Nadir accountants warned off tax office: Tim Kelsey reports on allegations of 'irregularities' in inquiry

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The Independent Online
ONE of Britain's largest firms of accountants was so concerned by apparent 'irregularities' during the investigation into Asil Nadir's tax affairs that it threatened to suspend co-operation with the Inland Revenue.

Speculation that the fugitive Turkish Cypriot tycoon may be forced to return to Britain, which he fled in May facing charges of theft and false accounting involving more than pounds 30m, grew yesterday with confirmation that officials from the Serious Fraud Office are in northern Cyprus.

In an unprecedented move, Coopers & Lybrand made the threat after allegations of inappropriate conduct were made by partners in the firm against Michael Allcock, a tax investigator. Sources close to the Inland Revenue accuse Coopers of failing to fully co-operate with its inquiry and making the threat in an attempt to dissuade the Inland Revenue from mounting raids to recover documents from the accountants and Nadir, which Coopers deny.

The extraordinary warning was made in a letter written in 1990 by Peter Allen, a managing partner at Coopers, to Sir Anthony Battishill, chairman of the board of the Inland Revenue. Mr Allen wrote following complaints by two partners who worked on Nadir's tax affairs. Coopers was not prepared to discuss the circumstances because that would breach client confidentiality.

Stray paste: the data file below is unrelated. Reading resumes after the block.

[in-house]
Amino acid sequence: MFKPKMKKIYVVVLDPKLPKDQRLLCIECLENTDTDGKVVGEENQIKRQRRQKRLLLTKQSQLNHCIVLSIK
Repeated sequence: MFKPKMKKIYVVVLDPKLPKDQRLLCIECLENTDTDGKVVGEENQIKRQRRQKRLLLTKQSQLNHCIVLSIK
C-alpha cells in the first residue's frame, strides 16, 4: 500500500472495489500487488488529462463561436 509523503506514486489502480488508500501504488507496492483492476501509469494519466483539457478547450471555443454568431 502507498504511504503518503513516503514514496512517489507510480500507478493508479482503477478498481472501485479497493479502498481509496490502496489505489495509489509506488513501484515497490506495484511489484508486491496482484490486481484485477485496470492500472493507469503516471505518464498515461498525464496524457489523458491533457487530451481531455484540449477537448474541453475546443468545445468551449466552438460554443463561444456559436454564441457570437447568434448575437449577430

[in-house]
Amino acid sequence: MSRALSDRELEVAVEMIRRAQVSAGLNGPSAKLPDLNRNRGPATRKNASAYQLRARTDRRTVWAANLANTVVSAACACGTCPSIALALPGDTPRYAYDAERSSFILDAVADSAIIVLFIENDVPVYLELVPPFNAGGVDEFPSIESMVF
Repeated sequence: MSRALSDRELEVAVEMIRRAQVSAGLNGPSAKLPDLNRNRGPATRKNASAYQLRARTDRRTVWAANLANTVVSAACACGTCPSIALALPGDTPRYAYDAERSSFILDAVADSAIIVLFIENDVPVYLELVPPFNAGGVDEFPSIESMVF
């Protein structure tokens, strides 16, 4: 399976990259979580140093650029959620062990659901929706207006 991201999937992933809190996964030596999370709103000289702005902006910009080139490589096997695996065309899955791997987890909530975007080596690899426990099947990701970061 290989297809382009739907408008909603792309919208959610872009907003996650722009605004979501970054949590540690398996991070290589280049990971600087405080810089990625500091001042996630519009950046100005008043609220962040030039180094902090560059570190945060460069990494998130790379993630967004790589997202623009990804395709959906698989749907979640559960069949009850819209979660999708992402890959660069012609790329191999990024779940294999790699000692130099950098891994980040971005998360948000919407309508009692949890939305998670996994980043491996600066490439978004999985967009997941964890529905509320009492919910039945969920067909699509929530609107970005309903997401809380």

Michael Allcock, head of SO-2, the Revenue's investigations unit, is alleged by Nadir supporters to have first blown the whistle on Nadir by breaching professional guidelines and reporting him to the Stock Exchange.

Mr Allcock has been suspended from his post while police investigate an alleged bribery unconnected with Nadir. Mr Allcock was investigating Nadir's tax affairs and was interested, according to sources, in offshore companies which held shares in Polly Peck and with which Nadir was personally associated. The investigation was started in mid-1988 and, sources state, was floundering on the refusal of Nadir's advisers, including Coopers & Lybrand, to fully co-operate.

By 1990, he was apparently pressing the Inland Revenue to exert its statutory powers and mount a number of raids to recover relevant documents.

Anthony Scrivener QC, Nadir's counsel, in a letter to the Attorney General last year, claimed that as early as 1990, Coopers & Lybrand on behalf of Mr Nadir wrote to the Inland Revenue in the clearest possible terms complaining about Mr Allcock's conduct.

The fact Coopers made the threat at all is remarkable. The withdrawal of co-operation would, one accountant said, have caused 'outright warfare' with the Inland Revenue and probably have ended its investigation. Under these circumstances, documents held by Coopers would only be made available to the authorities after a court had ordered their release. Proceedings could have taken years.